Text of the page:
16. Scattergories – this is a fun, simple and accessible game for adults and kids, and great for extended families or weekends away with friends.
Best Card/Dice Games
I love the portability of card and dice games, especially for holidays. They take up no space, can fit in someone’s back pack and provide hours of entertainment by the pool or on a wet or super hot day. Or if you’re stranded in Denpasar airport overnight.
We’ve even been known to take card games to restaurants for a before or after dinner game or for the kids to play while we chat.
Here are our favourites:
1. Uno/Uno Flip – go the old school version or introduce a new take with UNO Flip.
UNO over dinner
2. Exploding Kittens – this is such a funny, fun game which we play often. The kids have taught my Mum how to play and now she has a deck at her place for when they visit (pre and post Lockdown obvs).
3. Quiddler – this is one of my faves – a fun, strategic word game which involves making words with cards with bonuses for the longest word or most words. The game is played in rounds, beginning with three cards each and finishing with ten cards each.
4. Happy Salmon – this is a very amusing, fun and fast game whereby players stand up and try to match cards with each other by doing the action, not saying the words. It’s a ripper.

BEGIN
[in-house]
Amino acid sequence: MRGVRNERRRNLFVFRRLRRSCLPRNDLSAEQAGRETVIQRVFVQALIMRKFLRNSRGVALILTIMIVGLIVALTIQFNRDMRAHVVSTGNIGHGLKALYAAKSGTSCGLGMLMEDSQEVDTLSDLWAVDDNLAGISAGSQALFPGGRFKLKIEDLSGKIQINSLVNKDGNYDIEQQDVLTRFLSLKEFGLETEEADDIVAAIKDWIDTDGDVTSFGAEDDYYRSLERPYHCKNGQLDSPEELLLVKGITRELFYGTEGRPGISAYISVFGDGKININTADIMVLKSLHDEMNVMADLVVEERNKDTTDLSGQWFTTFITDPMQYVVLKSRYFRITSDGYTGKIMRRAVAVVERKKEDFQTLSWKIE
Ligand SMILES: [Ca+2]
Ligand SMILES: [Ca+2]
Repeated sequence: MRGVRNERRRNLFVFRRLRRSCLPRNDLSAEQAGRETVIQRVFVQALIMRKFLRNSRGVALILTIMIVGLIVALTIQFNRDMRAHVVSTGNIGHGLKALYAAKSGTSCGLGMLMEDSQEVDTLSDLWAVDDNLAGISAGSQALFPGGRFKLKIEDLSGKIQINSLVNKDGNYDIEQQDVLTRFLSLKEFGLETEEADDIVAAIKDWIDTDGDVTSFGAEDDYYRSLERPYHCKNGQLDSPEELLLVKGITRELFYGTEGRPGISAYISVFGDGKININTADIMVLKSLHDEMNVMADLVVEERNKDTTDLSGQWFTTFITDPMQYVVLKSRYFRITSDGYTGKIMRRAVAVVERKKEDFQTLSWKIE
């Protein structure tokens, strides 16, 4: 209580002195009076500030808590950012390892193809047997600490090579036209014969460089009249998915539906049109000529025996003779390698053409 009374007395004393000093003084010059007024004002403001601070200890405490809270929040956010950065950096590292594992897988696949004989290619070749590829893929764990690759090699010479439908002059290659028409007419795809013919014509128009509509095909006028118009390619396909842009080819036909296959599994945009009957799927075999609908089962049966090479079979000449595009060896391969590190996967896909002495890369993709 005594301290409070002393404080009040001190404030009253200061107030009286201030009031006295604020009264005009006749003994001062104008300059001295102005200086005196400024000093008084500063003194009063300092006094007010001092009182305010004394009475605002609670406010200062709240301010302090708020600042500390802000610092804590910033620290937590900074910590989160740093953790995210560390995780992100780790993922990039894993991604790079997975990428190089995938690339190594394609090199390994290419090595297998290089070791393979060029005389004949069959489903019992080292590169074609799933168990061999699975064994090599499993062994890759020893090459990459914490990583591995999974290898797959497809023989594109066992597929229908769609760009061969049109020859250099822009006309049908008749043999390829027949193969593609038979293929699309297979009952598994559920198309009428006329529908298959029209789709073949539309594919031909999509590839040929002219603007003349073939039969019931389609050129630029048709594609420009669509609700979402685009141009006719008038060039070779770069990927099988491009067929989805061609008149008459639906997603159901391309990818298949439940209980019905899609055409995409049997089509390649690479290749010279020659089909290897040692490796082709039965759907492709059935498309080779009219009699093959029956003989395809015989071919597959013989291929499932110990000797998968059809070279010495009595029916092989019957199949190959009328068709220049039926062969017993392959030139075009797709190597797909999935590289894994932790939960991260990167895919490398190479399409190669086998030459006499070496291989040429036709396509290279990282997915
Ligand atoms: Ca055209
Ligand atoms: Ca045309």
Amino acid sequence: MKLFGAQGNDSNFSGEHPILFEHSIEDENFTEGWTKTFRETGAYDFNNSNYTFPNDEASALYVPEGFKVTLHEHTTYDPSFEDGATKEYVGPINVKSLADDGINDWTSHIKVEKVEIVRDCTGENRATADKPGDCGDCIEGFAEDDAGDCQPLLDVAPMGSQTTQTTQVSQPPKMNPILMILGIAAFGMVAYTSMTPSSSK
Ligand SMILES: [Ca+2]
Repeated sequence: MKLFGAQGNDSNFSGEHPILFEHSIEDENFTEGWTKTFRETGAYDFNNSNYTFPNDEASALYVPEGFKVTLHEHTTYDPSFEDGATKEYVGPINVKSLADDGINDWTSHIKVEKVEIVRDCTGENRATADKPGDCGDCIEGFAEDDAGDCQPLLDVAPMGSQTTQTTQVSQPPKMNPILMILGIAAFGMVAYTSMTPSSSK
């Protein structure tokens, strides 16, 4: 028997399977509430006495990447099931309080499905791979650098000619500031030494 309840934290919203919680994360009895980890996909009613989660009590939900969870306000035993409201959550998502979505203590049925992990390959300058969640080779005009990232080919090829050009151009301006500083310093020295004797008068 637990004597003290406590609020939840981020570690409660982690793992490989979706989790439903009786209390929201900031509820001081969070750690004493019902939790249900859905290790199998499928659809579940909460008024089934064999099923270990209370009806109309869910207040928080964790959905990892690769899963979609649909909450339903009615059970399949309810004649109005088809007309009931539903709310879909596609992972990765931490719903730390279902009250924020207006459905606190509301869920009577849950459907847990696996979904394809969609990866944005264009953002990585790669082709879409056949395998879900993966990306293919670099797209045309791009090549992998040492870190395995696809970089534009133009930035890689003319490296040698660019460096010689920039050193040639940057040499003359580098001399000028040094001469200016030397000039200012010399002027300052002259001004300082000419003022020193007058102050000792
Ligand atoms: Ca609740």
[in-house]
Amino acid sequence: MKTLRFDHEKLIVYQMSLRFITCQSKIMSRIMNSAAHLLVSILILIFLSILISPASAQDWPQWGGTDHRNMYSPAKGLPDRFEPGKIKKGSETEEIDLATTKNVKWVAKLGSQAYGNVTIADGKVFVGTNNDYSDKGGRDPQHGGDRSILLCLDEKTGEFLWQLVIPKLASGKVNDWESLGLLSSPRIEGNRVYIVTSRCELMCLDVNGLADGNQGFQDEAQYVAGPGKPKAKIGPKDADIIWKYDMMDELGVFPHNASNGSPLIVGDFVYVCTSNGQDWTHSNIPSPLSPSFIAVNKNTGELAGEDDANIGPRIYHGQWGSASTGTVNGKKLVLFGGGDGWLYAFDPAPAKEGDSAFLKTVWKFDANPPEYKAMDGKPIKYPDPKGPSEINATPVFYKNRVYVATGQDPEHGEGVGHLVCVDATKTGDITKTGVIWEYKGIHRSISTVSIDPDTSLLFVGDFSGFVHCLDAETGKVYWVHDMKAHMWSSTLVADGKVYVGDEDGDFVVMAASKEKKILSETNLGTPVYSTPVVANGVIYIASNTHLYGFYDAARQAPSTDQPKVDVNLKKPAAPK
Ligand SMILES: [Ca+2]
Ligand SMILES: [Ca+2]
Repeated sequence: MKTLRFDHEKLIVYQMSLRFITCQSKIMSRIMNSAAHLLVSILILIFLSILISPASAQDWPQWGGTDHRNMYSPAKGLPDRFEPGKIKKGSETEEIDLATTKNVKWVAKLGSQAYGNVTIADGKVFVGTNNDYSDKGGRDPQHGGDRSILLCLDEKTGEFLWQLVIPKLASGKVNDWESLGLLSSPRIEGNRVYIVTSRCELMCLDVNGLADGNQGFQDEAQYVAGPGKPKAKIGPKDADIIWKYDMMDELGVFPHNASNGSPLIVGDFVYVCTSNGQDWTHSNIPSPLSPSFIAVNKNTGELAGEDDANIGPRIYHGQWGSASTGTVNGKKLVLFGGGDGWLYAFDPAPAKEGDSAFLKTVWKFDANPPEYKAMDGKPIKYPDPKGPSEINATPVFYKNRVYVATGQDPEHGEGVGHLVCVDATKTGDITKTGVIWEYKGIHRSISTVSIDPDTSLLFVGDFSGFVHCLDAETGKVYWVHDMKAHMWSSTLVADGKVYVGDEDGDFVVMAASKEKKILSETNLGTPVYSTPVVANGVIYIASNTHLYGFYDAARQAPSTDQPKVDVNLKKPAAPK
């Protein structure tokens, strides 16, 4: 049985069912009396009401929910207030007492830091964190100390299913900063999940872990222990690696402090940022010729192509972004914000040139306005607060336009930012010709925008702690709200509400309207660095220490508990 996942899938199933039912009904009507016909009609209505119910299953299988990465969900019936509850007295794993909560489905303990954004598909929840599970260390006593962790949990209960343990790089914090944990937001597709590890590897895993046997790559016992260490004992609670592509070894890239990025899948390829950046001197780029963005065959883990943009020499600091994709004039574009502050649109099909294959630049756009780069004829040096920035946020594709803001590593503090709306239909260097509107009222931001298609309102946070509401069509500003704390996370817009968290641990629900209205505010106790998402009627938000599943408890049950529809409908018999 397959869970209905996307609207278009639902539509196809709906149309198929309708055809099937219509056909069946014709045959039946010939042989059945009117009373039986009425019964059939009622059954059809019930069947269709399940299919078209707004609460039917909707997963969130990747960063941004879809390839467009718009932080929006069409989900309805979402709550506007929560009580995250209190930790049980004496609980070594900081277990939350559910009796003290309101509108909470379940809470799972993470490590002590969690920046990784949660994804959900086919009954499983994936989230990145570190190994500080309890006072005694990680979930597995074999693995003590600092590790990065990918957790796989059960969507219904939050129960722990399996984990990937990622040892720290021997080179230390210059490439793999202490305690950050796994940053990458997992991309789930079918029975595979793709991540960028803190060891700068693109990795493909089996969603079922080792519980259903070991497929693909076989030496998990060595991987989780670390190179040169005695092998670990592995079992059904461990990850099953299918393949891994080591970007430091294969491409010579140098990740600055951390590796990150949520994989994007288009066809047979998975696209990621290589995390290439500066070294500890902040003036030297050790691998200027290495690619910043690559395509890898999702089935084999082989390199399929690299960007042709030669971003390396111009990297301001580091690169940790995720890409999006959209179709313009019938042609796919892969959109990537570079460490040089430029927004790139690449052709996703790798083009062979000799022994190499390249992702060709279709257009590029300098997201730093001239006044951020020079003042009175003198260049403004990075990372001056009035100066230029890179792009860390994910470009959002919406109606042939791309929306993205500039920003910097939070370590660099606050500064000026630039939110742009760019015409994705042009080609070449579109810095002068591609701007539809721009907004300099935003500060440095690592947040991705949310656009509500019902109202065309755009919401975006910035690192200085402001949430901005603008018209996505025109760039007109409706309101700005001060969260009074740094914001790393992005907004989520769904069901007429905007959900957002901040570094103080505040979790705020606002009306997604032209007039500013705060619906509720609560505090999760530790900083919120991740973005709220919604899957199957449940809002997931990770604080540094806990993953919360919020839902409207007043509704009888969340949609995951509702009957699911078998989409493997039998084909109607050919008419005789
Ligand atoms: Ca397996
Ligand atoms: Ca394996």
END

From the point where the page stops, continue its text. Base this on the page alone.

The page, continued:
5. Knock Poker – a family friend taught our boys this and it’s a fun game with a deck of cards and nothing else.
6. Phase 10 – Mr 9 describes it as ‘fun but frustrating’. The aim is to be the person with the least points by getting rid of all your cards in different phases.
7. Zombie Run – an old fave of ours, good for younger kids.
8. Sushi Go – another easy, fave, good for all ages.
9. Yahtzee (uses dice) – I love this game as it involves counting, multiplication and strategy. It’s basically a fun maths game.
10. Tenzies (uses dice) – this is a competitive and repetitive game according to Mr 9. The aim is to roll the pre-arranged target, which varies from round to round.
11. Taboo – this is one of my faves too. A great multi-age game played in teams. The aim being to guess the word, without the clue giver using any of the forbidden word clues.
The Top Fives @ Shenanigans Central
I did some market research here at Shenanigans HQ and asked my three boys to list their top 5 faves right now. I also included the adults’ faves as let’s face it, we’ll often be playing along too. I should also say that the funniest game to watch is Happy Salmon.
Mr 14’s favourites
- King of Tokyo
- Exploding Kittens
- Knock Poker.
Mr 12’s favourites
- Exploding Kittens
- Game of Life
Mr 9’s favourites
- Phase 10
Mr SnS’s favourites
- Phase 10
- King of Tokyo
Just a couple of final things.
I think Catan might be our next board game. It definitely won’t be Pandemic!
I’d also love to re-introduce the kids to backgammon, a game I played and loved as a kid.
Also, lots of friends have a broader card game repertoire, which includes Sleeping Queens, Spit and Solitaire. Grandparents may also have lots of great inspo to share.
In terms of where to shop, we buy our games from discount department stores as much as possible (which supply most) or speciality games stores like Games World (King of Tokyo, Happy Salmon, Quiddler etc). There are also plenty of online options, such as Yellow Octopus.
So over to you, what are the favourite games at your place? What would you add to my list?